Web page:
|About the Book|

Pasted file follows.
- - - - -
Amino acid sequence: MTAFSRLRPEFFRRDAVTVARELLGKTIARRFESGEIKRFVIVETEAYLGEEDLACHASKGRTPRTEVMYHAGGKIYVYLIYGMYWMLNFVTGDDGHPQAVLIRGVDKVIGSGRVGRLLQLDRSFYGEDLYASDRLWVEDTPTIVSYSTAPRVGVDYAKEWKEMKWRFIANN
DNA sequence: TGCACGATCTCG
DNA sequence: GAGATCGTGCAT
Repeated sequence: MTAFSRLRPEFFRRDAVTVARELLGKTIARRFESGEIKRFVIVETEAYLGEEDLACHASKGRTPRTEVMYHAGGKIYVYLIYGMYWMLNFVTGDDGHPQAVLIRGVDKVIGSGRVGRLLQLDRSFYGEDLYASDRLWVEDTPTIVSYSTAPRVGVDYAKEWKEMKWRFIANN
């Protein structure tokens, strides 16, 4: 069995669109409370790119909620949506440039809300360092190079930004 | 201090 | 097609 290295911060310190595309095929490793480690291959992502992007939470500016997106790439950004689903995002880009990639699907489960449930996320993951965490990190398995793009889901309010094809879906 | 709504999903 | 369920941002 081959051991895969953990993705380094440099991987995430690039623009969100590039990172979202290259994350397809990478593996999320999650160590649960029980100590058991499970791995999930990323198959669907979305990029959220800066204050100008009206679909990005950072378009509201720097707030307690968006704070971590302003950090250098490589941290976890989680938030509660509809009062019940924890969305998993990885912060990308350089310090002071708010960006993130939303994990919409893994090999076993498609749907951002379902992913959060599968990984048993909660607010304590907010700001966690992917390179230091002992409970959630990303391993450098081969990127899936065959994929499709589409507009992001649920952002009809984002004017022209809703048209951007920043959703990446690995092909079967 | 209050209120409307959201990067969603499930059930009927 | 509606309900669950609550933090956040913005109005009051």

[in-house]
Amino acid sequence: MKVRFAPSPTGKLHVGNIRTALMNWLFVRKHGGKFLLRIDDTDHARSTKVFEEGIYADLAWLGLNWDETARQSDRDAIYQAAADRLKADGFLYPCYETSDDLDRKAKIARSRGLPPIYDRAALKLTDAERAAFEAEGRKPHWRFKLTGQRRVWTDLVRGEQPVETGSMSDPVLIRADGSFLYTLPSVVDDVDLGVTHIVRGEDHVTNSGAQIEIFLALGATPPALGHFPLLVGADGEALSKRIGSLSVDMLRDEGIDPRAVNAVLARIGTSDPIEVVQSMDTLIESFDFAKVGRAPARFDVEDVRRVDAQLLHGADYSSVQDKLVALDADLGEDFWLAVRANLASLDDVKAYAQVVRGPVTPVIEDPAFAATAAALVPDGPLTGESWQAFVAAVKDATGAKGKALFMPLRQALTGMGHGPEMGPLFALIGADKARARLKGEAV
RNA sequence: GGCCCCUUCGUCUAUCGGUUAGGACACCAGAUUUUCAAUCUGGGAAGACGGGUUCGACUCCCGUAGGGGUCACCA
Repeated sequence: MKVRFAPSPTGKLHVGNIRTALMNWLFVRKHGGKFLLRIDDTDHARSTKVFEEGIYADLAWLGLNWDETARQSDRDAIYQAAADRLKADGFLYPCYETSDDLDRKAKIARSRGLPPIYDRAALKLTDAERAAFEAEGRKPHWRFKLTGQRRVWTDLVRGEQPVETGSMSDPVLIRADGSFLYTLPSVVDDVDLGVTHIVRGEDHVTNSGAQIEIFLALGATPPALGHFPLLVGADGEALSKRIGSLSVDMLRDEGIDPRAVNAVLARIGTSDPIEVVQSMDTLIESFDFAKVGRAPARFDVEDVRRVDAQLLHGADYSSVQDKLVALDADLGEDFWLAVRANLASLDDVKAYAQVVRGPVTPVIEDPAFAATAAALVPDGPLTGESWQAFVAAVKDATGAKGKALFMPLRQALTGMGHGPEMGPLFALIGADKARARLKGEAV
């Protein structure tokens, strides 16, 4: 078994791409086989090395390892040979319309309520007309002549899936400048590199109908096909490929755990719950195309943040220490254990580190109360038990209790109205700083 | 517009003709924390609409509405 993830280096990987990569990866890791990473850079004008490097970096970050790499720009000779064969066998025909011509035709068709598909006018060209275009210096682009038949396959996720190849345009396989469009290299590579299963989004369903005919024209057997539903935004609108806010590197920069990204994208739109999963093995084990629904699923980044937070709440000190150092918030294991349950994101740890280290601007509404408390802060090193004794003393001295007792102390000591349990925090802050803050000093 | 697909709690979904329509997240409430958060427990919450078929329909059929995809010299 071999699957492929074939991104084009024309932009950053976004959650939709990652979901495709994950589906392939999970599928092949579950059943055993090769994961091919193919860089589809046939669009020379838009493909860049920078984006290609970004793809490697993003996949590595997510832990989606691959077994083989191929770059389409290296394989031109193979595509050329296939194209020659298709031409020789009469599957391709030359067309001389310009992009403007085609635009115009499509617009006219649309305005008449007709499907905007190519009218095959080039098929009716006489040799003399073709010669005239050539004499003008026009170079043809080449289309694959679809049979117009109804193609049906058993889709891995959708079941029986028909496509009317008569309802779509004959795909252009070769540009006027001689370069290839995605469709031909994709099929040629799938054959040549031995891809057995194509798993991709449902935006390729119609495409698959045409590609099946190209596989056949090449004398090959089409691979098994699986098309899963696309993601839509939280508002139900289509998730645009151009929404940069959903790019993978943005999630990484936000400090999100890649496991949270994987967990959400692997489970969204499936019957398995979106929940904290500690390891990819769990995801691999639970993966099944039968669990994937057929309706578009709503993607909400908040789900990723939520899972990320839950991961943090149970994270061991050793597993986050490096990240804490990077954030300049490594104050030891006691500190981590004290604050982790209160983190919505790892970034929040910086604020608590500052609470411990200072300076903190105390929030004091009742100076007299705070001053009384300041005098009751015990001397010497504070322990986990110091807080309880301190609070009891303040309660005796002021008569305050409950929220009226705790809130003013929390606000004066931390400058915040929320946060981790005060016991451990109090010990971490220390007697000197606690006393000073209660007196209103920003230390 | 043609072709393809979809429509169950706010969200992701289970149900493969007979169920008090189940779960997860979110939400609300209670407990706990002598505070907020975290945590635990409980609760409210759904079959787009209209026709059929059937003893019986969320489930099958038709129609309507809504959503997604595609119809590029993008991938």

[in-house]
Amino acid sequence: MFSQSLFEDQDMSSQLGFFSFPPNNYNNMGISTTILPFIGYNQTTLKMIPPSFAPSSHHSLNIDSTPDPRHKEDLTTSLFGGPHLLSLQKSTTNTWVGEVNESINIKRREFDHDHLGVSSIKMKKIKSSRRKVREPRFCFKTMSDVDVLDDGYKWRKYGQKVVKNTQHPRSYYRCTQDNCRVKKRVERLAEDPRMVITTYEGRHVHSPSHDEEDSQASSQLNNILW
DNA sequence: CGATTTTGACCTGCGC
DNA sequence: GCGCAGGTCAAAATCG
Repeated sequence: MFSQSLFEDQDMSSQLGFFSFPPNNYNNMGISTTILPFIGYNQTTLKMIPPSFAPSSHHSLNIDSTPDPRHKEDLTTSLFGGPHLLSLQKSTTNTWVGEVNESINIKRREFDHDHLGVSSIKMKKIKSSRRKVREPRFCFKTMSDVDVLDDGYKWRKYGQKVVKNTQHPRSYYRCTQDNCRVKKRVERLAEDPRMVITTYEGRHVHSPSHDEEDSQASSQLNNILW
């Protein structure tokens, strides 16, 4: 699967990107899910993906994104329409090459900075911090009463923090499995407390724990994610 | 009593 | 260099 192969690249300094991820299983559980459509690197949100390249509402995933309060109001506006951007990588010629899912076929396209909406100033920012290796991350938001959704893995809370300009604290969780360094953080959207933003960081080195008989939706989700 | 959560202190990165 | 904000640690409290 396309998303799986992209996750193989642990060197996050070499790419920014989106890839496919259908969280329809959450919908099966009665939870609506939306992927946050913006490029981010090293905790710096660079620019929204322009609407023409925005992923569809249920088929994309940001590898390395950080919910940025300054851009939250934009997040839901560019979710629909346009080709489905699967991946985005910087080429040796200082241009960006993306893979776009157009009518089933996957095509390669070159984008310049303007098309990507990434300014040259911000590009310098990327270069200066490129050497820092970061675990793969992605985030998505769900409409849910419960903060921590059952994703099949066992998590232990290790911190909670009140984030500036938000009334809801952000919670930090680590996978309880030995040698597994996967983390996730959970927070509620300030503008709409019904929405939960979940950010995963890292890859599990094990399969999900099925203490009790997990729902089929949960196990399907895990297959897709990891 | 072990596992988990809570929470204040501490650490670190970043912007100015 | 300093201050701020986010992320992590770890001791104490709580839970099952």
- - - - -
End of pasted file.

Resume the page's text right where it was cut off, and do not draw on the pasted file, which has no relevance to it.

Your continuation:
When referee George Reader blew the final whistle in a match that saw Uruguay beat Brazil 2-1 on June 16- 1950, a shroud of disillusionment fell over Maracanã stadium, smothering the hopes of an entire country. The suffocating feeling that followedMoreWhen referee George Reader blew the final whistle in a match that saw Uruguay beat Brazil 2-1 on June 16- 1950, a shroud of disillusionment fell over Maracanã stadium, smothering the hopes of an entire country. The suffocating feeling that followed Brazils biggest disappointment would silence the 200.000 people who crowded themselves in the brand new Rio de Janeiro Municipal Stadium and also the memory of a nation.The Maracanazo tragedy was so powerful that it eclipsed the remaining stories of the 1950 World Cup. In this book, journalist Maurício Brum retraces the growing optimism of a country at the dawn of modernization. A nation that had hopes of turning its own expectations of a better future into a championship title at the World Cup of football, the sport that took over the country in a few decades (although it still had to fight against horseraces in the newspapers of the time). Brum reveals 1940s Brazil, the circumstances that brought the World Cup to the South American country and how Brazilian cities prepared to host the national teams and visitors.Maurício Brum is a journalism graduate at the Federal University of Santa Maria and a regular contributor to Impedimento.org. He is the winner of the 30th Human Rights Journalism Award, with feature story “La Cancha Infame: Chile’s National Stadium and the 40 years of Pinochet’s coup d’état”, and a History Masters candidate at the Federal University of Rio Grande do Sul.Born in 2011, Fronteira is a journalism and content agency that writes for some of the largest publishers in Brazil. We love to tell great stories.